Suing my mother in law for slander/defamation of character and libel

Asked 7 months ago - Boca Raton, FL

My mother in law is trying to defame my character while i'm going through a divorce with her son. She wrote a slanderous 4 page letter about me giving it to a large law firm and i found an email today stating that she is going to my professional board after the divorce and falsely accuse me of stuff. Her son has some issues and i assisted him by getting him help, but i was not his therapist- i was his wife! She has been emotionally and psychologically abusive to me the entire marriage. I've had to see a therapist for this, who agreed to write a letter if i need it. What steps do i take to protect my professional name? How do i sue this woman?n

Attorney answers (4)

  1. Richard Todd Rosenstein

    Contributor Level 19

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    Answered . You should provide all of the information to your divorce lawyer. Generally speaking, defamation consists of false statements of fact (rather than opinions) that are communicated to others and cause damages. A statement of fact is a statement that can be proven to be true or false. Opinions are not actionable as defamation. In addition, "truth" is a defense to a defamation lawsuit. However, If the person wrote an email to you specifically stating that she intends to file false allegations against you with the board, you should keep that email as evidence. You should contact a local defamation lawyer to evaluate the circumstances and to determine your rights.

  2. Lars A. Lundeen

    Pro

    Contributor Level 20

    Answered . You may find it helpful to review the Legal Guide I have published on Avvo.com which deals with defamation issues.

    I suggest that you take all of your mother-in-law's postings etc., and arrange a free consultation with a local personal injury attorney to review your options.

    Legal Disclaimer:

    If this information has been helpful, please indicate below.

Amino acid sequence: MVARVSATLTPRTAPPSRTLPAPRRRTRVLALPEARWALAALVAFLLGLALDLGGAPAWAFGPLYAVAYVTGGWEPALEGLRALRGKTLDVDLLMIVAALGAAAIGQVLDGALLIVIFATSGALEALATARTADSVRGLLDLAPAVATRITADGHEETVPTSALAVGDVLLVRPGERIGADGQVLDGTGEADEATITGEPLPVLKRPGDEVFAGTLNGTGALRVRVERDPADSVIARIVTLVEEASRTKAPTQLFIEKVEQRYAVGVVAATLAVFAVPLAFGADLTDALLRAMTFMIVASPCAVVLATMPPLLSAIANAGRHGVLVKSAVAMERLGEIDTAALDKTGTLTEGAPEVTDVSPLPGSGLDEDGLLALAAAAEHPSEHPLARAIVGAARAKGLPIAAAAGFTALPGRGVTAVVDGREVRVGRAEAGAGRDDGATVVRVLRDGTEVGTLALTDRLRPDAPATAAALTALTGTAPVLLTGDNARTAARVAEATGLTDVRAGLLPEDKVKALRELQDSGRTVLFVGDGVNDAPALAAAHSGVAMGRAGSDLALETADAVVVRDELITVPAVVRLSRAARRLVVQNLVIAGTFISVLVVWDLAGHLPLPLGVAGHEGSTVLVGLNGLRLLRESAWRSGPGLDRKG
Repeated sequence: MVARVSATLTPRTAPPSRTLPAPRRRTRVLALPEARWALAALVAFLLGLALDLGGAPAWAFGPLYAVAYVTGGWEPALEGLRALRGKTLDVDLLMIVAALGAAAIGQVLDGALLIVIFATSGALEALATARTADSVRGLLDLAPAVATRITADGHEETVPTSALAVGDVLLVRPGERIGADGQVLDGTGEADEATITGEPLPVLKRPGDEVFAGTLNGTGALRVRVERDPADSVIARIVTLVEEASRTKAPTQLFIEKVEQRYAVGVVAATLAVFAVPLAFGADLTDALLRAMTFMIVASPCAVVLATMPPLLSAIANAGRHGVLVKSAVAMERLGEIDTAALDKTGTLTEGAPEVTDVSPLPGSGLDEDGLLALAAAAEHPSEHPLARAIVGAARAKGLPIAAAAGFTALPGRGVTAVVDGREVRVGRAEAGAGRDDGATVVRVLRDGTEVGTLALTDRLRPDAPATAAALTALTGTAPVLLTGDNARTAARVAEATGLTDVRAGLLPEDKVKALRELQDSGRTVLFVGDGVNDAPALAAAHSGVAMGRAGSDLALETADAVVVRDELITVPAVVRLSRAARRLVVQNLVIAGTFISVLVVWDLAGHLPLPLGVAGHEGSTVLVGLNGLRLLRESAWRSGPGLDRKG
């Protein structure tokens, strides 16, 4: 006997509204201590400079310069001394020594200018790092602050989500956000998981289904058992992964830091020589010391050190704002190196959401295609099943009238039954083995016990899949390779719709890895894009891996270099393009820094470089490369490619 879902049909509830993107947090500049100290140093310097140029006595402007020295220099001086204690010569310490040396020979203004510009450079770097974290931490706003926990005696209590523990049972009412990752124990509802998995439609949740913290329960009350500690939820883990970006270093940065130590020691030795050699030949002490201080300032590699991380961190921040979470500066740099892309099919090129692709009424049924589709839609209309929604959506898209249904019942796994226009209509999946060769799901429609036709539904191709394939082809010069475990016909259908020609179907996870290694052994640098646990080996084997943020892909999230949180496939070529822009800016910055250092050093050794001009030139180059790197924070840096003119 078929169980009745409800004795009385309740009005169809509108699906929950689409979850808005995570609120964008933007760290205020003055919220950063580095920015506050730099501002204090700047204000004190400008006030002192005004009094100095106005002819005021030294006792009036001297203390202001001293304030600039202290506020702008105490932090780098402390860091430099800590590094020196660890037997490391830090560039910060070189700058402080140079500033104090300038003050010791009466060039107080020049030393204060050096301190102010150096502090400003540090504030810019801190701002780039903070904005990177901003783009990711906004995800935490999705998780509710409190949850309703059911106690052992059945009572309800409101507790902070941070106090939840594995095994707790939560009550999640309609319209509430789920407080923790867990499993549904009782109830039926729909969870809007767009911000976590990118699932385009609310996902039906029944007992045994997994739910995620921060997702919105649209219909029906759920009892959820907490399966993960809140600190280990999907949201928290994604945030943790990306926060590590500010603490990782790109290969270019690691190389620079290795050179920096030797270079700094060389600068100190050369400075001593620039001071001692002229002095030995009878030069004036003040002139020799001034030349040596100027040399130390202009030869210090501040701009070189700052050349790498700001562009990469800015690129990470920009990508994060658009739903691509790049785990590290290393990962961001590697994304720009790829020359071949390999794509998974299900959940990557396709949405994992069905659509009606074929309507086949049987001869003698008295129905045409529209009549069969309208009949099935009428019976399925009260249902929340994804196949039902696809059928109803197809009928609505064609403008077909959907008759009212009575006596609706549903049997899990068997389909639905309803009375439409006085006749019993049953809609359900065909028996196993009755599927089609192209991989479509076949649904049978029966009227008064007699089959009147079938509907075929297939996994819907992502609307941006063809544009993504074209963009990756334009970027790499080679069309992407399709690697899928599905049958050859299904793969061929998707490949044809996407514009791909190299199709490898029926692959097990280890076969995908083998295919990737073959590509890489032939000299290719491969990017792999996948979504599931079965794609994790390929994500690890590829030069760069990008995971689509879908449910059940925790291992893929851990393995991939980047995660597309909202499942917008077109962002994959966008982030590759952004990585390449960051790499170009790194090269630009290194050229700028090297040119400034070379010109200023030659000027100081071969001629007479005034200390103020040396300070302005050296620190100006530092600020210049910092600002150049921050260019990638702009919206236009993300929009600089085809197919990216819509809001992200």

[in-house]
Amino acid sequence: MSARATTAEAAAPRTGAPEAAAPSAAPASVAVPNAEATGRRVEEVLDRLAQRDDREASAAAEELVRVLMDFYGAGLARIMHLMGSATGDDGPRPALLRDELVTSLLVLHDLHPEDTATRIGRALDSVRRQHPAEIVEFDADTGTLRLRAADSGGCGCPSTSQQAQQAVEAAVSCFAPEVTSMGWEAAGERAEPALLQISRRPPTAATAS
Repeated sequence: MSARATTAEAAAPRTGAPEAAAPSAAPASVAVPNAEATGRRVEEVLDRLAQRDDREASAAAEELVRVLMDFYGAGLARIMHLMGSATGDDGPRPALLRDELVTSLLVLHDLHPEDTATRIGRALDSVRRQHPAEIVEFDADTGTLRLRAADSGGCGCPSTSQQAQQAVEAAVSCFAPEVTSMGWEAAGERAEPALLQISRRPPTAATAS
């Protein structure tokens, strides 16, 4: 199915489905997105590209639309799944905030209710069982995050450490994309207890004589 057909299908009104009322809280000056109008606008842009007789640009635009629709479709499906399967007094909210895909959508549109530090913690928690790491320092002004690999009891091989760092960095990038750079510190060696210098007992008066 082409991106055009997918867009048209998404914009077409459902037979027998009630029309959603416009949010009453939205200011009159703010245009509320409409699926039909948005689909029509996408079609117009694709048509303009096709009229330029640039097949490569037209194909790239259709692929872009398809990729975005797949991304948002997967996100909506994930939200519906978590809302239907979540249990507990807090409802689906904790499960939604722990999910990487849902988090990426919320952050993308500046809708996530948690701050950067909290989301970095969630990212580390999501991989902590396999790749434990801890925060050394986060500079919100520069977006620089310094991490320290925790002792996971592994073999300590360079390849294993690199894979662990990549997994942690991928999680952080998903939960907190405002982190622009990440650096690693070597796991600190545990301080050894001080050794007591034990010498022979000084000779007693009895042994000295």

Mr. Lundeen is licensed to practice law in Florida and Vermont. The response herein is not legal advice and does not create an attorney/client relationship. The response is in the form of legal education and is intended to provide general information about the matter within the question. Oftentimes the question does not include significant and important facts and timelines that, if known, could significantly change the reply and make it unsuitable. Mr. Lundeen strongly advises the questioner to confer with an attorney in your state in order to ensure proper advice is received.

    Legal Disclaimer: If this information has been helpful, please indicate below. Mr. Lundeen is licensed to... more
  3. Andra Marie Vaccaro

    Pro

    Contributor Level 15

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    Answered . I'm sorry that you are going through such a tough time. If your ex-mother in law wrote the letter in connection with your divorce to her son, then it may be privileged as allegations and relevant statements in connection with on-going court proceedings are privileged regardless of their veracity. If the letter she writes to the Board is couched as her opinion, rather than as statements of fact, that also would not be actionable defamation. If however she does send a letter to your Board in which she makes factually untrue statements, it could be defamation per se for which you would be able to sue, regardless of whether there is actionable damage. Since, whether you can sue is wholly based upon your unique set of facts, I recommend you find a local attorney experienced in defamation cases to give you a proper analysis. Also, please be aware that defamation cases can be costly both financially and emotionally, so please weigh that before you do anything. Good luck to you....

  4. Dennis Wayne Tackett

    Pro

    Contributor Level 18

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    Answered . Save all of the vindictive emails. You may need them for your professional board. Have you spoken with your divorce attorney about this?

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